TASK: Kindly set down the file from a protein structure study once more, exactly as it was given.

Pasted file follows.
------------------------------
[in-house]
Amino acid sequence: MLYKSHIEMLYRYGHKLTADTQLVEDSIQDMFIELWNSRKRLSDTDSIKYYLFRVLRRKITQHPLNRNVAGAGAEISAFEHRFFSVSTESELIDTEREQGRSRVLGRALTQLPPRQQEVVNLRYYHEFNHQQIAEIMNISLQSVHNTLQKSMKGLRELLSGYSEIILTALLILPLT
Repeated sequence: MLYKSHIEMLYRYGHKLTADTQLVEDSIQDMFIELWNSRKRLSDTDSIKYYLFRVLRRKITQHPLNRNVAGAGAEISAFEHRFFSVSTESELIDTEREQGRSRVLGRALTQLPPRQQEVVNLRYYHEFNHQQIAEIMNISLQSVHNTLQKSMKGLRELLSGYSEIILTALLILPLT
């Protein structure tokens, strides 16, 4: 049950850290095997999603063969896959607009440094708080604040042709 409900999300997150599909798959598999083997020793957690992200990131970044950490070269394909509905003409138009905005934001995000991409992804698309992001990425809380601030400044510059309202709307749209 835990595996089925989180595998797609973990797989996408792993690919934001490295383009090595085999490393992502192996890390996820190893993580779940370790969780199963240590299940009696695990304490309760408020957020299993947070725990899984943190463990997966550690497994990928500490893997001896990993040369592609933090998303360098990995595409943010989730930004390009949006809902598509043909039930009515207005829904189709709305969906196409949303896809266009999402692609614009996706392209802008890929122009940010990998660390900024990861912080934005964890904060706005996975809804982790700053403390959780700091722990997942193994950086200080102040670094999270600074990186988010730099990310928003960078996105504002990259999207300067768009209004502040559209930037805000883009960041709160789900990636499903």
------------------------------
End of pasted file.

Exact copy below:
[in-house]
Amino acid sequence: MLYKSHIEMLYRYGHKLTADTQLVEDSIQDMFIELWNSRKRLSDTDSIKYYLFRVLRRKITQHPLNRNVAGAGAEISAFEHRFFSVSTESELIDTEREQGRSRVLGRALTQLPPRQQEVVNLRYYHEFNHQQIAEIMNISLQSVHNTLQKSMKGLRELLSGYSEIILTALLILPLT
Repeated sequence: MLYKSHIEMLYRYGHKLTADTQLVEDSIQDMFIELWNSRKRLSDTDSIKYYLFRVLRRKITQHPLNRNVAGAGAEISAFEHRFFSVSTESELIDTEREQGRSRVLGRALTQLPPRQQEVVNLRYYHEFNHQQIAEIMNISLQSVHNTLQKSMKGLRELLSGYSEIILTALLILPLT
């Protein structure tokens, strides 16, 4: 049950850290095997999603063969896959607009440094708080604040042709 409900999300997150599909798959598999083997020793957690992200990131970044950490070269394909509905003409138009905005934001995000991409992804698309992001990425809380601030400044510059309202709307749209 835990595996089925989180595998797609973990797989996408792993690919934001490295383009090595085999490393992502192996890390996820190893993580779940370790969780199963240590299940009696695990304490309760408020957020299993947070725990899984943190463990997966550690497994990928500490893997001896990993040369592609933090998303360098990995595409943010989730930004390009949006809902598509043909039930009515207005829904189709709305969906196409949303896809266009999402692609614009996706392209802008890929122009940010990998660390900024990861912080934005964890904060706005996975809804982790700053403390959780700091722990997942193994950086200080102040670094999270600074990186988010730099990310928003960078996105504002990259999207300067768009209004502040559209930037805000883009960041709160789900990636499903």